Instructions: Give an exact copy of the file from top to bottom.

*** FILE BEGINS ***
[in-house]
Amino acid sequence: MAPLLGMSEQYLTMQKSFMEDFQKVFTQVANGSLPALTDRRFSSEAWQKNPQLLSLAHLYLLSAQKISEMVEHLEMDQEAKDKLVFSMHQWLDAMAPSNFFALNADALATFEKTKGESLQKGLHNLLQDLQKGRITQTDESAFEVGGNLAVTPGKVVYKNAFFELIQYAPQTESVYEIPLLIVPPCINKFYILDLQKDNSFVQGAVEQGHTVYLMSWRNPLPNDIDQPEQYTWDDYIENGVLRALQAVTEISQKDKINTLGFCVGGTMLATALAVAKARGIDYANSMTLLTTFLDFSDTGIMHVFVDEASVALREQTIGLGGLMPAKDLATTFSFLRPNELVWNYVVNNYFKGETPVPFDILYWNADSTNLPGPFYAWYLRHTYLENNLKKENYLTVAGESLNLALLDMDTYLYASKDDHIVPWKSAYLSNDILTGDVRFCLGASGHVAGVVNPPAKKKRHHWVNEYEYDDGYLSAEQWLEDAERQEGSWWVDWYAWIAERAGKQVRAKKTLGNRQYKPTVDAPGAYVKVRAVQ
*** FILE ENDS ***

[in-house]
Amino acid sequence: MAPLLGMSEQYLTMQKSFMEDFQKVFTQVANGSLPALTDRRFSSEAWQKNPQLLSLAHLYLLSAQKISEMVEHLEMDQEAKDKLVFSMHQWLDAMAPSNFFALNADALATFEKTKGESLQKGLHNLLQDLQKGRITQTDESAFEVGGNLAVTPGKVVYKNAFFELIQYAPQTESVYEIPLLIVPPCINKFYILDLQKDNSFVQGAVEQGHTVYLMSWRNPLPNDIDQPEQYTWDDYIENGVLRALQAVTEISQKDKINTLGFCVGGTMLATALAVAKARGIDYANSMTLLTTFLDFSDTGIMHVFVDEASVALREQTIGLGGLMPAKDLATTFSFLRPNELVWNYVVNNYFKGETPVPFDILYWNADSTNLPGPFYAWYLRHTYLENNLKKENYLTVAGESLNLALLDMDTYLYASKDDHIVPWKSAYLSNDILTGDVRFCLGASGHVAGVVNPPAKKKRHHWVNEYEYDDGYLSAEQWLEDAERQEGSWWVDWYAWIAERAGKQVRAKKTLGNRQYKPTVDAPGAYVKVRAVQ